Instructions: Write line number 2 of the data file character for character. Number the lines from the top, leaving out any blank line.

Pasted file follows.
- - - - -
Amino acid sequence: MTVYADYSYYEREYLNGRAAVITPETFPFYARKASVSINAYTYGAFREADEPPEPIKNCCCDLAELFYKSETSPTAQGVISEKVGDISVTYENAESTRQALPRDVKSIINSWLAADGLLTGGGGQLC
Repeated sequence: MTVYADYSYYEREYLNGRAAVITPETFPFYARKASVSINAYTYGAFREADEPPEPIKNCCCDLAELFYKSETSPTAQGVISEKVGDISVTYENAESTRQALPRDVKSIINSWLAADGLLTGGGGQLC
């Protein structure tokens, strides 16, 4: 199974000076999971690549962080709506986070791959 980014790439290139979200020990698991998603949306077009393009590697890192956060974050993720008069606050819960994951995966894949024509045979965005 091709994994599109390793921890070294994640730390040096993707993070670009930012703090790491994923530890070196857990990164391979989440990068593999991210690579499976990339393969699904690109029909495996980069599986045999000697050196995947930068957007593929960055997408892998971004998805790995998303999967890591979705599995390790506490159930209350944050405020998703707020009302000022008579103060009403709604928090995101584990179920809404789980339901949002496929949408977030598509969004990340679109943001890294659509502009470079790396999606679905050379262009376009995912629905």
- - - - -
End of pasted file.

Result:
Repeated sequence: MTVYADYSYYEREYLNGRAAVITPETFPFYARKASVSINAYTYGAFREADEPPEPIKNCCCDLAELFYKSETSPTAQGVISEKVGDISVTYENAESTRQALPRDVKSIINSWLAADGLLTGGGGQLC